His wife passed away, leaving him with four children, including his beloved Mary who was blind. To make matters worse, he was a tinker, which involved significant travel for him. Not surprisingly, he remarried. His second wife was an 18 year old young woman from his church. Elizabeth had known the Bunyan family for quite a while. She had long observed his loving attitude toward his family, and had been touched at his deep grief when his wife passed.
Elizabeth was a brave soul, taking on four stepchildren! She was up to the challenge, it seemed, and after a few years was expected a baby of her very own. However, that is just the time that trouble struck the Bunyan household.
John Bunyan knew he was in danger of imprisonment for preaching when the monarchy of England was restored in 1660. One evening, before a the service started, someone warned Bunyan that a warrant was out for his arrest. Rather than flee, Bunyan felt led of the Lord to stand his ground and continue the service as planned.
He was arrested by Justice Wingate, who burst in with his men. They had caught John red-handed, along with his congregation: they had their Bibles out and opened. John was just opening the service with prayer when they rushed in. They allowed him to speak a few sentences before they led him off. John reminded the people that it was better to be arrested for doing something right than it was for doing something wrong.
Why Bunyan Didn't Flee
An interesting question that comes up is this: why didn't Bunyan flee in time to avoid arrest? One of the reason’s Bunyan didn’t try to escape was concern over the effect it would have on those he had preached to, and especially the new converts. He didn't want them to feel that he wasn't as strong in deed as he was in word, because he didn't spare words when it came to sin and the dangers or hell. Another concern of his was that if he ran, it would make him look guilty -- perhaps, in the eyes of the people, guilty of something evil. Bunyan, therefore, stood his ground ... knowing they were coming to arrest him.
Legal Issues behind Bunyan's Arrest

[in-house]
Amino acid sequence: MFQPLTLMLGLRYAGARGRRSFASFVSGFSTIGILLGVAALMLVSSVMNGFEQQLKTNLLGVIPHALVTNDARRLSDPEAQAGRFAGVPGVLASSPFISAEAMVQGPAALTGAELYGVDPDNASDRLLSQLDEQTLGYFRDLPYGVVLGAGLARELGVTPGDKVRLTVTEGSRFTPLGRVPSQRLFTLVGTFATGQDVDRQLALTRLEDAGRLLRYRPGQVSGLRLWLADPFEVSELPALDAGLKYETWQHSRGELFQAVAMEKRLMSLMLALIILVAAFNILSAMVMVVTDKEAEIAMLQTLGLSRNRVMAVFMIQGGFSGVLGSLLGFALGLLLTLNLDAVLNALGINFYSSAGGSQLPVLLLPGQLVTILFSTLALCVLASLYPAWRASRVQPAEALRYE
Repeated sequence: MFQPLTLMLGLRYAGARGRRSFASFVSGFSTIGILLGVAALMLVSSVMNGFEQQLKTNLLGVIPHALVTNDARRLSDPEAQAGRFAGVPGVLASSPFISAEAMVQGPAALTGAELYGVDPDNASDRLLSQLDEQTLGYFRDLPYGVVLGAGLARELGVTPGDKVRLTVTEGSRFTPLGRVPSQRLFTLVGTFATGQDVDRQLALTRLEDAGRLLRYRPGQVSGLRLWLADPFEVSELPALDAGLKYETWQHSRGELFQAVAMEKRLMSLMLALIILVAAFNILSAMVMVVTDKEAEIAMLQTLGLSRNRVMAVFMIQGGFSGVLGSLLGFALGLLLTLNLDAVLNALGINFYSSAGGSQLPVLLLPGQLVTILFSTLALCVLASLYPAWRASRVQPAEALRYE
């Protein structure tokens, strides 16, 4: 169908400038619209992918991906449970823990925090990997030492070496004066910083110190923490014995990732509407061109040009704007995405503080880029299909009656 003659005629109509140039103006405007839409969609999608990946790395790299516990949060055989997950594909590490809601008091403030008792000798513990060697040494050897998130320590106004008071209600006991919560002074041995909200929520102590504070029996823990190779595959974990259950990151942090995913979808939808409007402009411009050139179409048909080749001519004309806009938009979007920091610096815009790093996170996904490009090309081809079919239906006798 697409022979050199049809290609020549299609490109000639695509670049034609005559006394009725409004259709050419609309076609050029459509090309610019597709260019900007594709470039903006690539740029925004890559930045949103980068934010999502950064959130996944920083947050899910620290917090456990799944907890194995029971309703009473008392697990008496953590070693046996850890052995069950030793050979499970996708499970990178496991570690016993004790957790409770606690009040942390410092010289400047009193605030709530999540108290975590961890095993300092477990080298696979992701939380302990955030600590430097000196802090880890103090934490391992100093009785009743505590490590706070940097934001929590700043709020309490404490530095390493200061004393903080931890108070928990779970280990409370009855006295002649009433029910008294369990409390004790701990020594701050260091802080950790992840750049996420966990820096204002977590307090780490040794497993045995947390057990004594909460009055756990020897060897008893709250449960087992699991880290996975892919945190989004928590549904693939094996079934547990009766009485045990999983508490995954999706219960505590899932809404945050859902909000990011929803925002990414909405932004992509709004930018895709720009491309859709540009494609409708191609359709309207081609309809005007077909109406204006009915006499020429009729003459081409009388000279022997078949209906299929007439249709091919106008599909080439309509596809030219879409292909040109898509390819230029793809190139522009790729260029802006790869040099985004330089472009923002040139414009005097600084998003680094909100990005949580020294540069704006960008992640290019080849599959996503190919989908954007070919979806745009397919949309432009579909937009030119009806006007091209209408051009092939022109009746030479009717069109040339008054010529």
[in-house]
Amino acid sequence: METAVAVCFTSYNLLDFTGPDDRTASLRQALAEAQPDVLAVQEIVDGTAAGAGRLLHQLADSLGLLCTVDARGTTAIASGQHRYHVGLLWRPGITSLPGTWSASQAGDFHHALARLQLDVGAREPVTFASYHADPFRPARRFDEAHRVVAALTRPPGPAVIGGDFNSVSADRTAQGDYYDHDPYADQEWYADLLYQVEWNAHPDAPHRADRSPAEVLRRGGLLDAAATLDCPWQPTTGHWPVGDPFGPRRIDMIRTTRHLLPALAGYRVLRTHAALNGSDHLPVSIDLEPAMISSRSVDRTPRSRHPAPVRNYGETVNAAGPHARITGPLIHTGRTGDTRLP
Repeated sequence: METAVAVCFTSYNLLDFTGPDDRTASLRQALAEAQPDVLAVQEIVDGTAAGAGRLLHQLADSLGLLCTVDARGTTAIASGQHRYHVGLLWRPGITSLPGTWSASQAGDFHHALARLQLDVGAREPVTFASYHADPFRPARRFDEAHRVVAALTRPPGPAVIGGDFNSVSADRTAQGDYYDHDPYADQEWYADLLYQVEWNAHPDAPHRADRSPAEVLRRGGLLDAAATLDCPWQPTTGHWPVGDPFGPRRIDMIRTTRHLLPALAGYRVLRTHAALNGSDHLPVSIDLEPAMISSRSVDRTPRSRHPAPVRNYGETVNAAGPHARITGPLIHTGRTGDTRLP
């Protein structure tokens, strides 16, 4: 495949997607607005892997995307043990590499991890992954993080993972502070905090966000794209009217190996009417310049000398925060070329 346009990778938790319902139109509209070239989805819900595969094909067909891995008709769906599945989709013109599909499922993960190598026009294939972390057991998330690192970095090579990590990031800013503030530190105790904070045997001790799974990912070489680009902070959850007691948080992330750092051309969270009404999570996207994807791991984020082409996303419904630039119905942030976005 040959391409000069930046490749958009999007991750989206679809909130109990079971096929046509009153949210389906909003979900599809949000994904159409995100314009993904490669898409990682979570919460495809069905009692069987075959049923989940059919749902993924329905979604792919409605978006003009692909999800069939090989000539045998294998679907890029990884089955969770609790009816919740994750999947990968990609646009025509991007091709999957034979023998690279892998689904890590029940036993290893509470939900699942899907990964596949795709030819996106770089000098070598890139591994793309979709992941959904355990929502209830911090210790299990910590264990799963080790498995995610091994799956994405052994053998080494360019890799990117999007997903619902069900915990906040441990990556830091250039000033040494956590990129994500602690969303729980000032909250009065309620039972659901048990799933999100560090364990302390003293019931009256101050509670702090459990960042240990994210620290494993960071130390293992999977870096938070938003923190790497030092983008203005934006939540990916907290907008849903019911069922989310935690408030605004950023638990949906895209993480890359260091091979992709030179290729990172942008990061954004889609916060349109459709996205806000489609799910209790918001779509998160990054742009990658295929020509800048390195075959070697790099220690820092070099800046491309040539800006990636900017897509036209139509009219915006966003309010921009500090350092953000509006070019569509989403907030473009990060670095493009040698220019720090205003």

Bunyan was arrested under the Conventicle Act of 1593, which made it a punishable offense to attend a religious meeting other than one held at the parish (Anglican) church, with more than five people in attendance who you weren't related to. This offence carried a stiff penalty: 3 months in prison, followed by banishment from the area or even execution if the you didn't promise that you would not repeat the offense. This law had been around since before Bunyan was even born, and was rarely enforced. In short, it was used as an excuse to arrest him
Bunyan's arrest went very hard on his wife, Elizabeth, who was about 20 years old when this happened. When he was imprisoned, she was left with four step-children and a baby on the way. Sadly, she miscarried, no doubt due to the stress and chaos of her husband's arrest. Elizabeth pleaded with the powers that be to release John, but to no avail. As long as he intended to continue to preach and attend non-conformist meetings, he would remain their prisoner.
Finances were a major problem for Elizabeth. Bunyan tried to contribute to the household by making shoelaces from his jail cell, but as you can imagine this didn't provide much. He also wrote some religious pamphlets to help offset the financial need. John also published his biography, Grace Abounding to the Chief of Sinners, while imprisoned -- but he never made much money from any of his books. As a result, Elizabeth primarily relied on the charity of the members of their church and others who wanted to help.
John Bunyan was far from oblivious to the problems his stand took on his family: "O I saw in this condition I was a man who was pulling down his house upon the head of his Wife and Children; yet thought I, I must do it, I must do it.”
A Few Notes
When you realize that Bunyan had only been a lay preacher for about four years when he was arrested and was still a relatively new convert, it is amazing that he survived twelve years in prison. All he had to do was promise not to preach any more or attend any more non-conformist meetings and he could go back to his family -- but he stood his ground.
He had to watch his family struggle in poverty, knowing that he had the skills to make a good living for them. His children grew up while he was in prison -- a four year-old would be sixteen by the time he was released. As we will discuss in the next post, he was allowed to visit with them, but that is not the same as being at home with them. Still, he stood his ground.
By the time Bunyan was released from Bedford jail, he had spent 3/4 of his ministry working from within a prison cell. Truly, the Lord works in ways that we will never understand in this life.
TO BE CONTINUED
Sara McCaslin is an engineer, a computer scientist, and a freelance writer.